A Justification for Ethnic Studies
A One-Time Naysayer Now Finds a Normative Basis for the Nascent Field
As the Fall 1996 term approaches, one of the near-perpetual cause celebres occupying student activists at Harvard looks to loom large again. Ethnic studies represents one of the few issues on which students and administrators within the University remain far from consensus on a suitable disposition. While activists demand departmental status for the field, administrators refuse even to appoint a committee which will formally investigate the possibility.
Given the friction raised by this clash, a lot of charges and counter-charges have been traded by both sides. I doubt that any editorialist could quickly articulate the patterns of justification offered by either side in this controversy. Yet both tend to overlook the philosophical roots of their positions. By sharpening these distinctions, perhaps some clarity can be lent to a debate too often characterized by murky accusations and questioning of motives.
I must confess that for a long time I was neither engaged nor even interested in this debate. The activists appeared to me as self-indulgent genealogists, seeking academic credit for a strictly personal interest. Then about a year ago one of my roommates took a course on corridos, or Mexican folk ballads, offered by a visiting professor in the English department. The fascination with which he read his texts for the course, and the enthusiasm with which he described his work struck me deeply. I learned quite a bit in the process as well--the social value and poetic richness of an art form which I had ignorantly disregarded as annoying background music.
Having re-thought my position, I began to take more seriously the fundamental claims which ethnic studies implied. Even those of us who make normative evaluations our primary goal while in college rarely take the time to question the very nature and role of the educational process. Are we mere technicians, taught to recognize and repeat various analytical techniques? Is there no deeper end to our studies, no more transcendental goal?
If these questions are answered affirmatively, there is little room in the academy for ethnic studies. Formalistic analysis may well be disregarded in a field laden with evaluative opportunities. Yet when the transformative potential of learning is properly valued and embraced, the case reverses. If we aspire merely to become better analysts while in college, ethnic studies looks like a poor relation to such analytically developed fields as mathematics, biology or physics. But for those who aspire to become better selves, such cultural explorations can be essential starting points for reflection on the nature of communal commitment and personal identity.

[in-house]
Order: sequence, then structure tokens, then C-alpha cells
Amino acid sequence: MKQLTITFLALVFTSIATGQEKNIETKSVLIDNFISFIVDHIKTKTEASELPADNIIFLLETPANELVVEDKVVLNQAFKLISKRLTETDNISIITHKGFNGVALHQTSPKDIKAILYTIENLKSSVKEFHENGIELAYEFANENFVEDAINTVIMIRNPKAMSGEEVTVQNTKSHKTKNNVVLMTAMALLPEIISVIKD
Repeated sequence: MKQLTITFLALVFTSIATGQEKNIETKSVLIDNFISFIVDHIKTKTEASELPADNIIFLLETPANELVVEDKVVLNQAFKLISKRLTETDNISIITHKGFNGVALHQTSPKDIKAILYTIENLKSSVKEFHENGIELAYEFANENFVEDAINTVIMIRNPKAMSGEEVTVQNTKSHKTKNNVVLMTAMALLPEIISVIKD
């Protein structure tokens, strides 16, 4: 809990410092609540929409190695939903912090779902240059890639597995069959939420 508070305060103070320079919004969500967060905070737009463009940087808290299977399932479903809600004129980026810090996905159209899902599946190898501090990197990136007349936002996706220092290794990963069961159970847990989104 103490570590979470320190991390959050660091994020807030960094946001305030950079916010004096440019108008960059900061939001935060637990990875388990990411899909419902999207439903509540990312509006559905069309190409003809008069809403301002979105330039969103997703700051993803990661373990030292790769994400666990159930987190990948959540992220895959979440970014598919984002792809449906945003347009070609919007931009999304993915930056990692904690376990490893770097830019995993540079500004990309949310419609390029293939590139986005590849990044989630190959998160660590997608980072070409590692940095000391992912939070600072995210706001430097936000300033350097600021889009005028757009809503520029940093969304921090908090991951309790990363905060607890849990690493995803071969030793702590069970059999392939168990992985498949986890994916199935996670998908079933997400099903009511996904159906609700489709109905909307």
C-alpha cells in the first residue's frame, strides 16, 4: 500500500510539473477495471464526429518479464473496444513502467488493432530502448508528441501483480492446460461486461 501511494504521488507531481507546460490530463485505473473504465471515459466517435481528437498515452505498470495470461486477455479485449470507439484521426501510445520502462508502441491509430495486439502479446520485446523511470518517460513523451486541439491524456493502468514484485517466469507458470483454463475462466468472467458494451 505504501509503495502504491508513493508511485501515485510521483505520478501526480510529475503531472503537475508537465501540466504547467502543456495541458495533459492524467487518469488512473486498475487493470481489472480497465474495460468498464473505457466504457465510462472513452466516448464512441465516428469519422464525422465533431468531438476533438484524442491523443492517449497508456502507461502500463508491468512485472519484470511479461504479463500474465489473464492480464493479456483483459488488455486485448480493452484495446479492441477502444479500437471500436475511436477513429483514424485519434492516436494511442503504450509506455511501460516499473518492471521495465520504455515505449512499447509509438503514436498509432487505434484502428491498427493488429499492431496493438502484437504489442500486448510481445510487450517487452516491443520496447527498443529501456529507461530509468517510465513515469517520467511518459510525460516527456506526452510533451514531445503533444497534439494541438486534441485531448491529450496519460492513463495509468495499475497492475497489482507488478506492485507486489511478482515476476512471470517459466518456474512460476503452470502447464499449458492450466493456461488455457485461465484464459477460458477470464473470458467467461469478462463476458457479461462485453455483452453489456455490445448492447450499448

This normative justification for ethnic studies may initially seem preachy or provincial. Yet I maintain that the very traditions of liberal education dictate that such an ethical orientation be not only tolerated, but valorized. The great irony behind the diehard "Western Civ" crowd's opposition to ethnic studies is their neglect of the fact that the very tradition which they extol culminates in a modern conception of identity which makes ethnic studies a worthwhile aim. From Augustine to Nietzsche, and from Shakespeare to Rilke, the sweep of Western philosophy and literature calls us to a goal of self-realization through authenticity.
Perhaps best articulated by Proust in his Remembrance of Things Past, this ethic dictates that the individual's imaginative re-appropriation of his own past is the best means of cultivating an educated perspective. A liberal education can scarcely aspire to do more. And those who seek to elevate the Western canon by denying racial and ethnic minorities a chance to create their own "usable pasts" do nothing but dishonor its normative implications.
At this point I imagine that the advocates of the status quo will strongly object, claiming that such a moral spin on educative processes necessarily subverts academic objectivity. I'll concede immediately that ethnic studies is a necessarily political project--the kind of deep resonances and solidarities that will be built up by such study, both within and between the newly "aware" minorities who learn more about their and other cultures, will be immense. Neo-conservatives argue in reply that such a connection necessarily contaminates the ethnic studies agenda. Advocacy in the class room is not only non-traditional, but unethical--and the use of the academy for political gain is viewed as nothing less than a sacrilege.
The great irony here that the neighsayers themselves are making a profoundly political move--in preserving the status quo. As Cass Sunstein notes in his The Partial Constitution, much modern conservative advocacy centers around "taking, as given and as the baseline for decision, the status quo, or what various people and groups now have." This status quo neutrality masquerades as impartiality or objectivity, advancing its objectives all the more insidiously by virtue of its ostensible ideological purity. Thus there is no apolitical foundation from which the ethnic studies advocates wish to displace the current curriculum. Ethnic studies advocates should not shrink from pointing this out, or denying the political roots of their action.
As one deeply sympathetic to the activists' position, I admire their tenacious protests, consciousness-raising and even fasting. Yet I would like to call them to a take perhaps a less confrontational political position and a more radical philosophical justification of their enterprise. As Kafka once said, "a book must be an ax which we can take against the frozen sea within us." Where the force of identity politics has failed heretofore, perhaps the vertiginous decentering occasioned by reflections on the metaphysics of identity can lead to the unforced consensus upon which all social movements depend.